The IgE Antibody Response
IgE is predominantly synthesized in perimucosal lymphoid tissues of the respiratory and gastrointestinal tract. In developing countries the main antigenic stimulus for IgE synthe-sis are parasites (particularly nematodes). Levels of circulating IgE considered as normal in a developing country with endemic parasitism are two to three orders of magnitude higher than in the western world. The vast majority of allergens, which are either ingested or inhaled, stimulate the same perimucosal tissues. In the perimucosal tissues only B lym-phocytes with membrane IgE will differentiate into IgE-producing plasma cells. Those IgE-carrying B cells are a only a small fraction of the total B cell population in the submu-cosa but are overrepresented in the perimucosal lymphoid tissues compared to other lym-phoid territories.
During the primary immune response to an allergen or a parasite, most of the IgE syn-thesized appears to be of low affinity. The changes occurring after a second exposure in-clude the synthesis of IgE of progressively higher affinity, probably as a consequence of somatic hypermutations. This may be the reason why allergic re-actions very seldom develop after the first exposure to an allergen. When a hypersensitiv-ity reaction appears to develop after what seems to be a first exposure to any given aller-gen, one must consider the possibility of cross-reaction between a substance to which the individual was previously sensitized and the substance that elicits the allergic reaction. Such cross-reactions are usually due to molecular mimicry and can be quite unpredictable.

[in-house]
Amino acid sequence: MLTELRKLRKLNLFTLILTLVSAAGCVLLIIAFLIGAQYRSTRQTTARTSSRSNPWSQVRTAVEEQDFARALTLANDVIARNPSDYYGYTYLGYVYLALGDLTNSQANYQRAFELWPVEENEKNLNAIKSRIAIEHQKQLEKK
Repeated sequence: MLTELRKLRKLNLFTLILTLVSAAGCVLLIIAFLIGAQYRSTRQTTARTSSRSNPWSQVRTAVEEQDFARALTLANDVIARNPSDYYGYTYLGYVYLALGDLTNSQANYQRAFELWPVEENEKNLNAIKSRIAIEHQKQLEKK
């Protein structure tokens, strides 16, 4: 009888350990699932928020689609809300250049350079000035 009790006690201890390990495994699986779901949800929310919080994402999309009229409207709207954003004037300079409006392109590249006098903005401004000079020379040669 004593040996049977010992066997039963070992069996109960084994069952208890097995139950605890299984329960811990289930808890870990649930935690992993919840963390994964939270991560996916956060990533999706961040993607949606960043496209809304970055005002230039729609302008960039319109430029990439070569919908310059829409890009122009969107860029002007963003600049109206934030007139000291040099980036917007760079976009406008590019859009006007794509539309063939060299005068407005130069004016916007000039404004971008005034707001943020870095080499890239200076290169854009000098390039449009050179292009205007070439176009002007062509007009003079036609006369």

Repeated exposures to parasites or allergens will stimulate the differentiation of memory cells and the proportion of circulating high-affinity antigen-specific IgE will also increase with repeated exposures. In patients suffering from severe pollen allergies, anti-gen-specific IgE may constitute up to 50% of the total IgE.
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